“In no way am I interfering with the process,” Mr. Adams said. “I’m allowing the police commissioner to do her role of the process, and she will analyze and make a determination.”
The boys in the case, who agreed to be identified by their first names during an interview in the presence of their mother, Crystal Merritt, said that accountability for Chief Maddrey would show the city’s leaders care about their safety. Brendan, a 14-year-old eighth-grader, said he barely goes to the park anymore to play basketball.
That night “changed how I see cops,” he said. “I thought cops were here to protect me. I’m seeing that it’s not that at all.”
On Nov. 24, 2021, Mr. Forrester was arrested after the three boys called 911 to report he had come after them with a gun. He was initially charged with menacing, the crime of putting another person in fear of immediate physical injury.
The Brooklyn district attorney’s office said it found “no criminality” by Mr. Forrester after reviewing video footage from police body cameras and surveillance cameras on the street, which did not show Mr. Forrester holding a weapon.
No one from the office ever interviewed Brendan, his brother Kyi-el, 15, or their cousin, Kuwan, said their lawyer, M.K. Kaishian.
The boys said they had been walking past a building that belonged to Mr. Forrester’s family, when one threw a basketball that broke a surveillance camera, video from street surveillance camera shows. The boys immediately ran, and soon after, they said, they were confronted by Mr. Forrester, who they said brandished a silver and black gun, then followed them for several blocks.
As they fled, one of the children called 911 and begged the operator not to tell his mother he had hit the security camera, the review board report said.
Police found two of the boys with their relatives outside the building and Mr. Forrester in the lobby. One officer searched Mr. Forrester and found a silver, brown and black gun in his holster.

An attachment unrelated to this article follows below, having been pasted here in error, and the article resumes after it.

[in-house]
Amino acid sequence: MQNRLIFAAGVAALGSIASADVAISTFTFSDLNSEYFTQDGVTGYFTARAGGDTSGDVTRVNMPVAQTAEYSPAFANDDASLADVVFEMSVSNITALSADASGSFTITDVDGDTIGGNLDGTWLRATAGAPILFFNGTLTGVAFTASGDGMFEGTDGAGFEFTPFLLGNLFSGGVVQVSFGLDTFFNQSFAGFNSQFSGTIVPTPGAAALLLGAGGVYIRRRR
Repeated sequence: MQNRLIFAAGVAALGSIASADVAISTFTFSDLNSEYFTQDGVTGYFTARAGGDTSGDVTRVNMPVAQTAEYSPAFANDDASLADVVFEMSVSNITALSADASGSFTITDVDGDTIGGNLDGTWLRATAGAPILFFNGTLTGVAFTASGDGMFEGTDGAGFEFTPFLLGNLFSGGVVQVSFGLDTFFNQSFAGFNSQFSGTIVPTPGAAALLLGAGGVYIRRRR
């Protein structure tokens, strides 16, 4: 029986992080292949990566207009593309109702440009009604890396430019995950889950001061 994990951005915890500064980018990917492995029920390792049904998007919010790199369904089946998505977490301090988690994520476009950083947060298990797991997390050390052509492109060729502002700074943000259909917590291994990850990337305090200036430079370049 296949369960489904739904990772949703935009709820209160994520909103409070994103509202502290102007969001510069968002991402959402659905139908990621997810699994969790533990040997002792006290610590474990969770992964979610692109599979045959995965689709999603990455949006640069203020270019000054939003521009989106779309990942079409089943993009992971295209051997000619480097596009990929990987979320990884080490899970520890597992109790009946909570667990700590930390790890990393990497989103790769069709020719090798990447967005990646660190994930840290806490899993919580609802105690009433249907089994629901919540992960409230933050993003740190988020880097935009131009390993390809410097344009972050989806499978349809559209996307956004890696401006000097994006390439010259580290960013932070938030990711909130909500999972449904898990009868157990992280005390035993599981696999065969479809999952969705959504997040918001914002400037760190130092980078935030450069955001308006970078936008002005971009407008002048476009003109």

“I’m not stupid, bro,” he told officers. “I never took it out,” the body camera video shows.
He acknowledged he told the boys he would shoot them if they returned to the building.
The sergeant determined there was probable cause to arrest him.
“It’s hard to say someone’s got a gun and describe the gun and that guy has a gun and it matches,” the sergeant said to the officers, who nodded, an exchange captured on the body camera video.
Mr. Forrester, 52, was calm as he was arrested, asking if he could bring his lip balm to the station. He said that he would “reach out” to Chief Maddrey, the video shows.
Mr. Forrester did not respond to messages for comment.
When Chief Maddrey, along with Chief Scott Henderson, arrived at the precinct, they reviewed video, then spoke with the sergeant who had ordered the arrest, according to the C.C.R.B. report. Chief Maddrey told him that, as a retired officer, Mr. Forrester was allowed to carry a firearm and “that the children should have been arrested for criminal misconduct,” the report said.
The sergeant later told his supervisor that Chief Henderson instructed him on what “should be written in the narrative of the arrest report,” which made no mention of a firearm. Chief Maddrey denied dictating the report’s content, according to the review board.
The next day, someone from the precinct called the children’s relatives and told them the arrest had been voided.
“The caller stated that he did not agree with what happened and advised the family to contact C.C.R.B.,” the panel’s report said.
Chief Maddrey said he called for voiding the arrest because there was no direct evidence that Mr. Forrester had menaced the children, and he did not find the children credible because they had “apparently lied” about damaging the camera, the report said.
But the report noted that Chief Maddrey could not explain how the children each described Mr. Forrester’s “distinctive firearm so similarly” and said the sergeant had probable cause for the arrest.
Ms. Merritt, the mother of Brendan and Kyi-el, said that the affair shows that leaders — whatever their rank — have a duty to nurture children.
“We have to find some kind of humility as adults and a way for people in high power to understand that we need to teach children instead of trying to run them down and hurt them,” she said.
Jeffery C. Mays contributed reporting.